In the early 1960’s, Mildred McWhorter began focusing on underserved communities in Houston with the Union Baptist Association, there were only a handful of community centers in the country. McWhorter forged ahead anyway, turning a house in Near Northside into an ad-hoc center that offered after-school programs and ESL classes. A gym and classrooms followed, and the Joy Center in the Ship Channel opened three years later. Today, two centers and a legacy of changed lives speak to the strength of Mildred McWhorter’s original mission.
Mission Centers of Houston has taken an even more innovative approach to serving its neighbors. Engagement now goes beyond just classes and relief programs—half of the volunteers at a given Mission Centers of Houston actually come from the surrounding neighborhood. Involving the community in program decisions and ownership is leading to lasting transformation.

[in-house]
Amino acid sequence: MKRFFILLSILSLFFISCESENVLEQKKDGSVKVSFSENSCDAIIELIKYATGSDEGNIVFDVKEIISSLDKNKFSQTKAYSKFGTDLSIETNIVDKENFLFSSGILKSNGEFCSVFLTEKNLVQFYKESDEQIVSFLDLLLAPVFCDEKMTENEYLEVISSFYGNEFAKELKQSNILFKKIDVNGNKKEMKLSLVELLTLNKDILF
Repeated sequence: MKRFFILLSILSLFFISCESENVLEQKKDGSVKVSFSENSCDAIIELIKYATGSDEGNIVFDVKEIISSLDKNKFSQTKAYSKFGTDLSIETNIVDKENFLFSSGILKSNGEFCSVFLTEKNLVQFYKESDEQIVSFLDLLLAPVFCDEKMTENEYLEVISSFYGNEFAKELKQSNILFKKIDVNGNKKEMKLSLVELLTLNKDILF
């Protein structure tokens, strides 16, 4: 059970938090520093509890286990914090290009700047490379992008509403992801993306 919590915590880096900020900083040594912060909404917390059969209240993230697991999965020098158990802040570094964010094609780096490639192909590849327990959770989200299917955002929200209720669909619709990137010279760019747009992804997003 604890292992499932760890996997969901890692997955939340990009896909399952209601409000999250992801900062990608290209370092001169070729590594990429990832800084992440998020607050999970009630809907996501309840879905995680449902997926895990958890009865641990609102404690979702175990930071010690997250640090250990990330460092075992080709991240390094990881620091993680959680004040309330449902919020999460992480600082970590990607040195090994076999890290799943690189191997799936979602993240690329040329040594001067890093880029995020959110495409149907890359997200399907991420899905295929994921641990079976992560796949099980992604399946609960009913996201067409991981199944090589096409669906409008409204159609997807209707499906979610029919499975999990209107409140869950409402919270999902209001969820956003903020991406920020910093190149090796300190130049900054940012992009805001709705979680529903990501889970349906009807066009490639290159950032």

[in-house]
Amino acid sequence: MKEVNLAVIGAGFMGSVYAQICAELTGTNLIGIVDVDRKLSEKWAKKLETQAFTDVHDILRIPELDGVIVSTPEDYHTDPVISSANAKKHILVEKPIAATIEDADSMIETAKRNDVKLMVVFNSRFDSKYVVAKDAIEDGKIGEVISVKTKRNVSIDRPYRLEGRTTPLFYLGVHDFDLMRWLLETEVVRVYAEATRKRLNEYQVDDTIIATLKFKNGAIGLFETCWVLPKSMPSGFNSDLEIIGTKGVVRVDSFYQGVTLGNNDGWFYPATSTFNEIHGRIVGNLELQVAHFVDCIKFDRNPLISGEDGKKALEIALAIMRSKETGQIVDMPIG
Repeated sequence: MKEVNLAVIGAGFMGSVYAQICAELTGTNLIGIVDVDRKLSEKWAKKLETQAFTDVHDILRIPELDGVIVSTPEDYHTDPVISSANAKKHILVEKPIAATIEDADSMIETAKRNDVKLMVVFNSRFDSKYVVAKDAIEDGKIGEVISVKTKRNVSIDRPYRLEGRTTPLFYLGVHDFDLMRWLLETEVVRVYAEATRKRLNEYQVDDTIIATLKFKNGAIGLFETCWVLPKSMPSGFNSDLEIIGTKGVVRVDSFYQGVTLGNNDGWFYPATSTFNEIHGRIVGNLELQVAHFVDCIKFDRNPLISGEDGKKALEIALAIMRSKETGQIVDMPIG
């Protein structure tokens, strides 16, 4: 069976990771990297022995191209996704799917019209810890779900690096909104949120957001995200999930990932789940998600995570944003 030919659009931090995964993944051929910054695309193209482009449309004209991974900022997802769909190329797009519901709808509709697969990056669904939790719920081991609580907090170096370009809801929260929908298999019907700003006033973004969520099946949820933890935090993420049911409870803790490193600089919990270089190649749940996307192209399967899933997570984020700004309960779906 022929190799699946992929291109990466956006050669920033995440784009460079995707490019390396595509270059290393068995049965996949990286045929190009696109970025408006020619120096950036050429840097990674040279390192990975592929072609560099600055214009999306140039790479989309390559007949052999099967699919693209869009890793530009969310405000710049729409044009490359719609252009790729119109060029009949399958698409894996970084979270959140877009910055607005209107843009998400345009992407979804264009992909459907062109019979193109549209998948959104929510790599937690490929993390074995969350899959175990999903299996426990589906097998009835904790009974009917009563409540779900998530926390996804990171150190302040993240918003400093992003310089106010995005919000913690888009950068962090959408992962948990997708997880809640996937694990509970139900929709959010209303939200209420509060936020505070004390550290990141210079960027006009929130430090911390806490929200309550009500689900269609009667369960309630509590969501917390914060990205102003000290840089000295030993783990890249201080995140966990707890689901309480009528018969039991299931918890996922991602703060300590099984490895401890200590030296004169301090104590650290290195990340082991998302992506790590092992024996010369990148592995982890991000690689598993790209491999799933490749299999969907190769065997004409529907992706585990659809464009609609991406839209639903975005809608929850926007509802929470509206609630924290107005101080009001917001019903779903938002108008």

But just like McWhorter in the early days, most of Mission Centers of Houston’s staff are trained in benevolence and social work. They know that making a difference involves small things too, like setting up wireless printers and running a spreadsheet. But when you’ve got a vibrant, busy organization, the small things get passed by. For Mission Centers of Houston, gaining help from skilled, expert volunteers is very welcome, making for a more effective use of the time. And for a program with a history of growth and innovation, time is of the essence.